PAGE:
You hear a lot these days of local food, locavores, and locomotion. One thing that isn’t in the mainstream, unless you’re going to a state park, is local wood. There are some benefits to harvesting the fire wood from around you instead of buying it from a big box retailer. First, it’s free, and free is always better than not free (even if not free is on sale). Second, you don’t spread pests that live in wood, such as emerald ash borer.
That sounds all well and good, but I live in the city and I don’t have acres of trees to choose from! Never fear, there are two simple ways you can get local wood, even if you’re a city dweller. First, you can look up sellers of firewood on Craigslist, there’s a surprising amount. Second, you can do what we did and wait for a windstorm to knock a bunch of trees down.
We only had a few branches/limbs fall in our yard, but we needed more wood to last us the season. Local residents were really quick about chopping up their fallen trees and placing them alongside the road. Local government was really slow about picking up said trees, and my dear husband saw his opportunity. After purchasing the correct sort of axe (there’s a difference between a log-splitting axe and a tree-felling axe) and a saw Andy discovered his new favorite activity: log splitting.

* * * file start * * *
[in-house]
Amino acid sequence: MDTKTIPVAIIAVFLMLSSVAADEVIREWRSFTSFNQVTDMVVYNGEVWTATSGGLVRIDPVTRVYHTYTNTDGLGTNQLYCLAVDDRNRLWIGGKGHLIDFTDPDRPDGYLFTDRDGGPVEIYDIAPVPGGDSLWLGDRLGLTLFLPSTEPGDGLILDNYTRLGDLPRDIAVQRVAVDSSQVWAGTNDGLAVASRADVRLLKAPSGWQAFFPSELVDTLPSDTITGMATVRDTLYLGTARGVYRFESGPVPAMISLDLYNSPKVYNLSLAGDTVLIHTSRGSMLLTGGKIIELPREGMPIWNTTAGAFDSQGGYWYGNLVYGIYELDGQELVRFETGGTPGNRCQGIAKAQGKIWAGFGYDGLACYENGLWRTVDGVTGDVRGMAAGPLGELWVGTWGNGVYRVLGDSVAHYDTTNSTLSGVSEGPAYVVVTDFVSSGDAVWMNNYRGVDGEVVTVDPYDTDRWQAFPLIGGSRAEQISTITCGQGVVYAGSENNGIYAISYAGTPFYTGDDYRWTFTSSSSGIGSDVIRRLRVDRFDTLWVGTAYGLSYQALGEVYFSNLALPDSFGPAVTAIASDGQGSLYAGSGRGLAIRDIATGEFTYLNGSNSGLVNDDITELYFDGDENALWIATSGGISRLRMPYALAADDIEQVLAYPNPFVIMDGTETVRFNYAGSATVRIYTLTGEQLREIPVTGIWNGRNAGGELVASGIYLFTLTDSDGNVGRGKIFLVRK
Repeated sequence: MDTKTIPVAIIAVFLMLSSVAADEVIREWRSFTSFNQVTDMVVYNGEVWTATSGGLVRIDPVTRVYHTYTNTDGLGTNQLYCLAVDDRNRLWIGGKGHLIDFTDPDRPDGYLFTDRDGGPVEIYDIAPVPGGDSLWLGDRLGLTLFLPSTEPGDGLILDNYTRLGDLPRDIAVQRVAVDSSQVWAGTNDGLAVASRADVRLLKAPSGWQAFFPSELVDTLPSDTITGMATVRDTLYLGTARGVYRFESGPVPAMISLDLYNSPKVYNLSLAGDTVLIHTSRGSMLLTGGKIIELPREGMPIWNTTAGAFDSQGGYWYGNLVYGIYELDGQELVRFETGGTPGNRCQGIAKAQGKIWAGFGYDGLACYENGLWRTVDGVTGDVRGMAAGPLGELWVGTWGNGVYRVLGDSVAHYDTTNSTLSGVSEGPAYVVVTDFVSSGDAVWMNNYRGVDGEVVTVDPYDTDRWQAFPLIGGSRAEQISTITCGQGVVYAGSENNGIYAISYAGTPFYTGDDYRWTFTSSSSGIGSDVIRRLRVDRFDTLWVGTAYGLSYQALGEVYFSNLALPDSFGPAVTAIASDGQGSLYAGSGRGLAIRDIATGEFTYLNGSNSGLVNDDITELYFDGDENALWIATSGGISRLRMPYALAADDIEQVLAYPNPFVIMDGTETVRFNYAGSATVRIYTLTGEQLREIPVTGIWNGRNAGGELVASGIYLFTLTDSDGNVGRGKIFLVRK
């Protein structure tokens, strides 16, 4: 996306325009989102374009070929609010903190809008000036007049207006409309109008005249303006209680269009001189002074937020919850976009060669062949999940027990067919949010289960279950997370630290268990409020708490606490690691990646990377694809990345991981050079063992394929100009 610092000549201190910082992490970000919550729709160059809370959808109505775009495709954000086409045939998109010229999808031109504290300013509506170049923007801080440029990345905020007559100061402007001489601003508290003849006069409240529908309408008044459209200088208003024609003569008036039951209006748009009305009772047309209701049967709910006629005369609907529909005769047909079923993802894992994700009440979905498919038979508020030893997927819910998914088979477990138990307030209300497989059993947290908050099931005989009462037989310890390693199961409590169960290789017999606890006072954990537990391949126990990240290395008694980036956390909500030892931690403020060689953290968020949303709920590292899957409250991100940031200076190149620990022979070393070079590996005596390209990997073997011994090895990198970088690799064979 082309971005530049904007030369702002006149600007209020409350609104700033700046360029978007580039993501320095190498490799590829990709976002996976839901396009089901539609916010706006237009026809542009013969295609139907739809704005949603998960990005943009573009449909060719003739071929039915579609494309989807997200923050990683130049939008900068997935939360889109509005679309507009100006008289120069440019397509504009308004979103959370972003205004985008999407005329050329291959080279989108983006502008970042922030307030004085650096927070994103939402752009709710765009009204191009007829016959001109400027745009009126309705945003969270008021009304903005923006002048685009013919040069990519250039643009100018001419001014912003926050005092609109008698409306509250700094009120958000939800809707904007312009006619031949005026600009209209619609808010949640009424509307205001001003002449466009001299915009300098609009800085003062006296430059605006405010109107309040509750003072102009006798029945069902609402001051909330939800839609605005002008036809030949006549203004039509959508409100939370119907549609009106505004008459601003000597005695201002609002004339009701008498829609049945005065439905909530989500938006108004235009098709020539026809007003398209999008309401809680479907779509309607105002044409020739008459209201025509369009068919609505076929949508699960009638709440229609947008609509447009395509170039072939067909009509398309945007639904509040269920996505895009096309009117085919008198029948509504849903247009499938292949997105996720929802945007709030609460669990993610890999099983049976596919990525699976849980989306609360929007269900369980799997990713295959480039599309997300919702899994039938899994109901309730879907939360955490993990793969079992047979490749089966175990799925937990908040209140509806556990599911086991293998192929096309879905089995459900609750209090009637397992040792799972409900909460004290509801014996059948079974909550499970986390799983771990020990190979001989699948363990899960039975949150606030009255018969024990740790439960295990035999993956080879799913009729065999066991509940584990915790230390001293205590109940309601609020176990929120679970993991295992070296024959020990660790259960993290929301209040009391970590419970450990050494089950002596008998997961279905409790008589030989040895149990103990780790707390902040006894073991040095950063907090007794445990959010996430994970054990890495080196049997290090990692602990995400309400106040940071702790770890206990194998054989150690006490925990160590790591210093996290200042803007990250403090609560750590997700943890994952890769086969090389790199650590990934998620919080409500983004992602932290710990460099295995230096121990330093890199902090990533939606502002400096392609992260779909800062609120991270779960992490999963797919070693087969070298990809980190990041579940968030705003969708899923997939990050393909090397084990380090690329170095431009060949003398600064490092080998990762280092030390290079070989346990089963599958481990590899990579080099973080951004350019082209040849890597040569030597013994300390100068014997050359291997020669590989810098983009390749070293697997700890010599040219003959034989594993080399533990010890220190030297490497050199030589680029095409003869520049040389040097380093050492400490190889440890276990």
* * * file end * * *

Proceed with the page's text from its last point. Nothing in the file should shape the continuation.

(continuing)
I say “we” a lot, but to be honest, I have nothing to do with this log splitting activity. I recently turned 92 and threw out my back, also my clumsiness forbids most activities with sharp, heavy objects. Andy didn’t grow up having ever split a log. He learned it the hard way, with long hours watching You-Tube videos and shards of wood banging against his shins. So if you burly men and women are a bit shy about swinging the axe (is that a euphemism?) here are some tips to harvest and store your very own local wood.
- Wear a helmet, gloves, shoulder pads, shin guards, and a mouth gaurd, you can never be too careful.
- Actually, Andy only recommends steel toe boots (if you have them), gloves, and eye protection.
- Stand back an arms length away from your to-be-split log.
- A piece will attack your shins at some point (or somewhere even less desirable), so keep as far away as practical.
- Stack your wood chunks so that they can dry out, which means it’ll burn better later.
- This is called “seasoning,” don’t mistake this for how to “season” cast iron.
- It helps to keep them covered if it’s going to rain.
- Get a stump of a firm surface for chopping on, this way you don’t have to lean over as far.
- Don’t swing for the fences. That’s literal, don’t chop up your fence. But also, don’t try to show off whilst chopping wood. You’ll probably hurt yourself.